A turning point in the book occurs when Rita falls in love with the Episcopalian preacher L. D. Tolbrook, who seduces Rita and introduces her to prostitution. Her mother's hospitalization and death of her brother Bailey's wife drives Rita to her mother's home. She leaves her young son with a caretaker, Big Mary, but when she returns for him, she finds that Big Mary had disappeared with Clyde. She tries to elicit help from Tolbrook, who puts her in her place when she finds him at his home and requests that he help her find her son. She finally realizes that he had been taking advantage of her, but is able to trace Big Mary and Clyde to Bakersfield, California, and has an emotional reunion with her son. She writes, "In the plowed farmyard near Bakersfield, I began to understand that uniqueness of the person. He was three and I was nineteen, and never again would I think of him as a beautiful appendage of myself".[14]

The end of the book finds Rita defeated by life: "For the first time I sat down defenseless to await life's next assault".[15] The book ends with an encounter with a drug addict who cared enough for her to show her the effects of his drug habit, which galvanizes her to reject drug addiction and to make something of her life for her and her son.

Themes[edit]

Motherhood and family[edit]

Beginning in Gather Together, motherhood and family issues are important themes throughout Angelou's autobiographies.[6] The book describes the change and the importance of Rita's relationship with her own mother, the woman who had abandoned her and her brother as children, demonstrated by Rita's return to her mother at the end of the book, "after she realizes how close to the edge she has come, as a woman and as a mother".[16] Vivian Baxter cares for Rita's young son as Rita attempts to make a living, Critic Mary Jane Lupton states that "one gets a strong sense throughout Gather Together of [Rita's] dependence on her mother".[17] Critic Lyman B. Hagen remarks that Angelou's relationship with her mother becomes more important in Gather Together, and that Vivian is now more influential in the development of Angelou's attitudes.[18] Lupton calls Clyde's kidnapping a "powerful sequence of mother-loss"[19] and connects it to the kidnapping of Clyde's son in the 1980s.[20] Angelou has compared the production of this book to giving birth, an apt metaphor given the birth of her son at the end of Caged Bird. Like many authors, Angelou views the creative writing process and its results as her children.[2]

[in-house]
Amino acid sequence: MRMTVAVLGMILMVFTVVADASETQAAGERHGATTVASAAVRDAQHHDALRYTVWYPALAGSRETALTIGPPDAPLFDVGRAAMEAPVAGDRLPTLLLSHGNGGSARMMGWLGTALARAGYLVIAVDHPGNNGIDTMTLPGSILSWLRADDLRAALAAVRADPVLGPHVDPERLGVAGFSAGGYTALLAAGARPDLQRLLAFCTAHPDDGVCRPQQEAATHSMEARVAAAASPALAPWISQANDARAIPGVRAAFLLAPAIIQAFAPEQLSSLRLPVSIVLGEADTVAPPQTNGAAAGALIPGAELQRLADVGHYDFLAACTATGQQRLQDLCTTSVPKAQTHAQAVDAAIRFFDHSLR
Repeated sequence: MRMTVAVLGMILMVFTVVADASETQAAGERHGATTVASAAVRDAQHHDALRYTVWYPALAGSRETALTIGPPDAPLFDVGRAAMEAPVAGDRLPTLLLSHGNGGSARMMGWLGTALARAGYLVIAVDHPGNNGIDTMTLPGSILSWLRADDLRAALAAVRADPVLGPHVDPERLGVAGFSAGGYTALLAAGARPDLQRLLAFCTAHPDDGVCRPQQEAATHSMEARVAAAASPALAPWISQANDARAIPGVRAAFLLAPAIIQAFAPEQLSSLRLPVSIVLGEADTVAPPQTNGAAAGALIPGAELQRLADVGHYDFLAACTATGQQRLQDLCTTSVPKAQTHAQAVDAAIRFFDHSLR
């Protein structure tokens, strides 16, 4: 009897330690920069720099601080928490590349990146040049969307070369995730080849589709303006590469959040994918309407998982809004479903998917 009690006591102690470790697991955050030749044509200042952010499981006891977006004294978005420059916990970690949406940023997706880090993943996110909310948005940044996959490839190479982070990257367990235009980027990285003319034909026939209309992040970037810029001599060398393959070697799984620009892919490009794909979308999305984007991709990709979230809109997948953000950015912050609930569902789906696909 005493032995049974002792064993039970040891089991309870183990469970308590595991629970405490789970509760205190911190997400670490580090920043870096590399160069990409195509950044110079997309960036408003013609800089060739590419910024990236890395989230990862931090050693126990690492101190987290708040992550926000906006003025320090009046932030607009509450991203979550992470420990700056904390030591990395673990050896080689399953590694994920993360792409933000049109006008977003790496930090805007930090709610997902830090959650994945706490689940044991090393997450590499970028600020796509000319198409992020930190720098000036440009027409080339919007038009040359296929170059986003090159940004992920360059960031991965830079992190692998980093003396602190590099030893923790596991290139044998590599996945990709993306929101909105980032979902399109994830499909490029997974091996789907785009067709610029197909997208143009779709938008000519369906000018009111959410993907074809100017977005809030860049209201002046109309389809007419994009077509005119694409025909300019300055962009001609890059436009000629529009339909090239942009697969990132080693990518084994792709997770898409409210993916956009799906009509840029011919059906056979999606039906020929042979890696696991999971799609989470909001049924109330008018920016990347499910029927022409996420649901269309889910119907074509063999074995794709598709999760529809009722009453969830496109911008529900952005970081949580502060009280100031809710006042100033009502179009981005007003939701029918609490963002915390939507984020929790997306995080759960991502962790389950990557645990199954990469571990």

Race and racism[edit]